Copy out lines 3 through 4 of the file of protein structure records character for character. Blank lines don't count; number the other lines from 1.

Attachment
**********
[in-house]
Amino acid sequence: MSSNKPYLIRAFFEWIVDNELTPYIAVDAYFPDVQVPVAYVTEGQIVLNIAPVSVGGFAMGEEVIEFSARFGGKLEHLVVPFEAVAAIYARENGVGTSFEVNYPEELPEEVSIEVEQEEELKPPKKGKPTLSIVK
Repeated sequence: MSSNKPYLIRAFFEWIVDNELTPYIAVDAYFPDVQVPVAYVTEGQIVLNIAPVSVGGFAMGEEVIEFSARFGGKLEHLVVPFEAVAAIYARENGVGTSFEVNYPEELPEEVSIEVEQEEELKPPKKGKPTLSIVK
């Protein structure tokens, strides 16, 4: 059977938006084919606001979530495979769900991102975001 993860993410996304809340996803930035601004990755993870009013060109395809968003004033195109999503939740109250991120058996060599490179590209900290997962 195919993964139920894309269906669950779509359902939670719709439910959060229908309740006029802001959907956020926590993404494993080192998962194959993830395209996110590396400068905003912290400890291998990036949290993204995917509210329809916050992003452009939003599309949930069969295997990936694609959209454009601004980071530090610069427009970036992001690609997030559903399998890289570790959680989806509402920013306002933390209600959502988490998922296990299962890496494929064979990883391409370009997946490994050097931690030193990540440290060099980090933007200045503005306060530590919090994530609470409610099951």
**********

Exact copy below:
Repeated sequence: MSSNKPYLIRAFFEWIVDNELTPYIAVDAYFPDVQVPVAYVTEGQIVLNIAPVSVGGFAMGEEVIEFSARFGGKLEHLVVPFEAVAAIYARENGVGTSFEVNYPEELPEEVSIEVEQEEELKPPKKGKPTLSIVK
């Protein structure tokens, strides 16, 4: 059977938006084919606001979530495979769900991102975001 993860993410996304809340996803930035601004990755993870009013060109395809968003004033195109999503939740109250991120058996060599490179590209900290997962 195919993964139920894309269906669950779509359902939670719709439910959060229908309740006029802001959907956020926590993404494993080192998962194959993830395209996110590396400068905003912290400890291998990036949290993204995917509210329809916050992003452009939003599309949930069969295997990936694609959209454009601004980071530090610069427009970036992001690609997030559903399998890289570790959680989806509402920013306002933390209600959502988490998922296990299962890496494929064979990883391409370009997946490994050097931690030193990540440290060099980090933007200045503005306060530590919090994530609470409610099951």